Doris Downhill All the Way

The idiosyncracies of Itchy Ankle email have caused an unfortunate rupture in my correspondence with Doris Brazil. This letter was sent nearly two months ago, but, belatedly, I post it here for your reading pleasure, and have also included my reply below.

Dear Blabs,

I can scarcely contain my annoyance at the rank unprofessionalism of our town’s Mayor, one Pepé Rodriguez. Let me make it quite clear; I was completely unaware that you had been asked to switch on Appleton Marsh’s fairy lights. Had I known I would have made certain that Mayor Pepé had used a stamp of an adequate face value. He had talked about a mystery guest switcher-onner coming across from the U.S. but the rumour doing the rounds was that it was that old friend of Appleton Marsh, Lee Majors.

As it was, despite your non-appearance or even Lee’s no-show, it wasn’t a complete disaster. Local celebrity, pop sensation Kate Bush stepped in at the last moment (stepped in sensibly wearing insulated rubber wellies I should add) to do the honours. She even gave an impromptu rendition of This Woman’s Work, a moving song about child birth from, Kirsty tells me, her album The Sensual World. Mayor Pepé made a speech but, to be brutally honest, it’s hard to tell what he’s saying at the best of times. There was a long pause. The crowd suddenly twigged to the fact that he’d finished speaking, and they applauded generously. One novel feature of this year’s switch on ceremony was the carol concert; fifteen Carols from Appleton Marsh and nearby Tiverton (including Margaret Chaff’s sister, Carol Decker neé Chaff) sang Christmas carols ranging from Jingle Bells to a German version of silent night, which left me a bit cold.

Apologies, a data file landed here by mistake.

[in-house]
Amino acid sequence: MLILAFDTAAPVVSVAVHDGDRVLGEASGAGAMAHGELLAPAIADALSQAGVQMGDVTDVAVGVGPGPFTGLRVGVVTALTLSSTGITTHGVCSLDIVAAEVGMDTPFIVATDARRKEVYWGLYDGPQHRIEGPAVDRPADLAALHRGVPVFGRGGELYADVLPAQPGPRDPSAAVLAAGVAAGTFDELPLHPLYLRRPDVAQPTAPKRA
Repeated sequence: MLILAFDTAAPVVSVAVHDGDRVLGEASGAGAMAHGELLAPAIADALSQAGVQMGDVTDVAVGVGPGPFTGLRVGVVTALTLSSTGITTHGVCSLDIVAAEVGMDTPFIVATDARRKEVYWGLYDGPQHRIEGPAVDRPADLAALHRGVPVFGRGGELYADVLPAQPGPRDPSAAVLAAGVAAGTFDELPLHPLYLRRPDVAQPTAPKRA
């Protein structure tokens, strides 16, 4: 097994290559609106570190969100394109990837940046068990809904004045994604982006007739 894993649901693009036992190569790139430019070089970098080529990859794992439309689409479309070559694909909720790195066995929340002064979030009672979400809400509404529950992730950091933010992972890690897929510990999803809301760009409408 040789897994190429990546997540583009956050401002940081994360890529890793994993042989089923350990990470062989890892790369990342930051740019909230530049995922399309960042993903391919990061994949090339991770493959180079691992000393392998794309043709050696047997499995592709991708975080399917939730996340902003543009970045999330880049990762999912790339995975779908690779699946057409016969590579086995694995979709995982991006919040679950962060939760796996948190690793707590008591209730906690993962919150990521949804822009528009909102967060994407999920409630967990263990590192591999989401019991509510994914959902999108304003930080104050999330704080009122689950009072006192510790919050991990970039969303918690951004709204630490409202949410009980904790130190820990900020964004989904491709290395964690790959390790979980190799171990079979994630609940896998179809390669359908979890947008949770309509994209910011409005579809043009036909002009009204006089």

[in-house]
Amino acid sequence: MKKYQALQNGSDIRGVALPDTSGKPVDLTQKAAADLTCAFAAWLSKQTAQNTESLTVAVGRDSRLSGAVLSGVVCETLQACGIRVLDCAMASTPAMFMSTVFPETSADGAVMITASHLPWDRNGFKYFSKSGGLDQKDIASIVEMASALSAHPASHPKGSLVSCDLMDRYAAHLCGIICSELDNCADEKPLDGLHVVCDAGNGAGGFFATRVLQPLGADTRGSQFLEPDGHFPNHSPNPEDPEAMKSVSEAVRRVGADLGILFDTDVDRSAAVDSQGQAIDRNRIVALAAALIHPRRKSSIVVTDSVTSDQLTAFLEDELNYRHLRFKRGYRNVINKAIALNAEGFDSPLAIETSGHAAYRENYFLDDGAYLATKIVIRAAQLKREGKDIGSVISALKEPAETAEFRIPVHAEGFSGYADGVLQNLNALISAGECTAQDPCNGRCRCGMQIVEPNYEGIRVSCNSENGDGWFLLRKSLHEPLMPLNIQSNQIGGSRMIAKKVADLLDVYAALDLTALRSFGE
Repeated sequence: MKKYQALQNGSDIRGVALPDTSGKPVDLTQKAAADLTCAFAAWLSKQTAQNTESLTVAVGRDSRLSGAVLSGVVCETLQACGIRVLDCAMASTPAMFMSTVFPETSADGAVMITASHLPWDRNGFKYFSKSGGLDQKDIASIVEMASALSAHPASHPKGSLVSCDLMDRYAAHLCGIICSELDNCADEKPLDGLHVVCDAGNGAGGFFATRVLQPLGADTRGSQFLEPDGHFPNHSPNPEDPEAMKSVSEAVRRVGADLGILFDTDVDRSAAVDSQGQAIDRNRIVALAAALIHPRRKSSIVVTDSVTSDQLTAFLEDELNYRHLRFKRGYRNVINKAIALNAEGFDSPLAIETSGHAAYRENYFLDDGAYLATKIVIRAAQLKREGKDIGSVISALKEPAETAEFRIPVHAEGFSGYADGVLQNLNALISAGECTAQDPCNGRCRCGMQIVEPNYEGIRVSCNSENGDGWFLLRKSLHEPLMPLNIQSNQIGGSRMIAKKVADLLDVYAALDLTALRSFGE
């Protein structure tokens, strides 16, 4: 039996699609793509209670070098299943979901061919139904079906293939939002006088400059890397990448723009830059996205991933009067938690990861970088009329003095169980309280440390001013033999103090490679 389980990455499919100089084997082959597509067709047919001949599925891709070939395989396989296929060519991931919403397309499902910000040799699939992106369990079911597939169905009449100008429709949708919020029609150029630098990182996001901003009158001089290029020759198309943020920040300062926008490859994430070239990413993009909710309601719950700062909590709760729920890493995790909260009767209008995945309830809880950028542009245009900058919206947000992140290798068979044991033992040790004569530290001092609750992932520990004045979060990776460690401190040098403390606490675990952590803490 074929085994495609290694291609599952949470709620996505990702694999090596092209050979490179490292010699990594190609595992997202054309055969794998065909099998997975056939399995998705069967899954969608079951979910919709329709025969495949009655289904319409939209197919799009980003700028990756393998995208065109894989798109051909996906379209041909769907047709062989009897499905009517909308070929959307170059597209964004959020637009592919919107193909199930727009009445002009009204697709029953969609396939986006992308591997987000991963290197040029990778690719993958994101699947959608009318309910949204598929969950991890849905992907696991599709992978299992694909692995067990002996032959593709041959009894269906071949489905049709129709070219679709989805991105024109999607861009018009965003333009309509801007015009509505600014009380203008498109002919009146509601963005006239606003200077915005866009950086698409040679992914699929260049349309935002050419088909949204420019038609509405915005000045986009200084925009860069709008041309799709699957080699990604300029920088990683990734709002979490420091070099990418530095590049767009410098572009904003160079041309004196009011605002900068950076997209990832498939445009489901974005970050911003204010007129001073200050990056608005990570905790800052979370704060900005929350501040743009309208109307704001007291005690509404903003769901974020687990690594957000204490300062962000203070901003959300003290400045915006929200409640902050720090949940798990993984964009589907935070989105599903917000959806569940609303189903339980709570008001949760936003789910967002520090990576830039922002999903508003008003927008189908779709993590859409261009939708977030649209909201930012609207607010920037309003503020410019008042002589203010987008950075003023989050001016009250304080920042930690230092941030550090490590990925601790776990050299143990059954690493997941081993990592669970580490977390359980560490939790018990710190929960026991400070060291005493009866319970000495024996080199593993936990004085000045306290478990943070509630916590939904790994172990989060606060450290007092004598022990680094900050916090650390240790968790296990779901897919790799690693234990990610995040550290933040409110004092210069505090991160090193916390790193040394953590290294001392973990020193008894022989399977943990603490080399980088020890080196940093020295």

Blabs, you would just not believe how busy I have been. After spraining my wrist on Kirsty’s ice scraper (I’ve already written to my MP, Neil Parish, asking him to sponsor an early day motion to penalise retailers selling ice scrapers which barely make contact with the windscreen. After 5 minutes furious scraping action, Kirsty’s windscreen looked like a skating rink – arcs of fine striations) it has been an ordeal to write my Christmas cards. I got the glittery ones out of way – best friends and people I want to impress – then came a glut of weary looking robins and dripping candles – close acquaintances and people whose opinions don’t interest me. The dregs of my WH Smith 200 cards for £2 collection consisted of bloodshot poodles and excruciating Yuletide verses – these were for DBLW’s most loyal customers.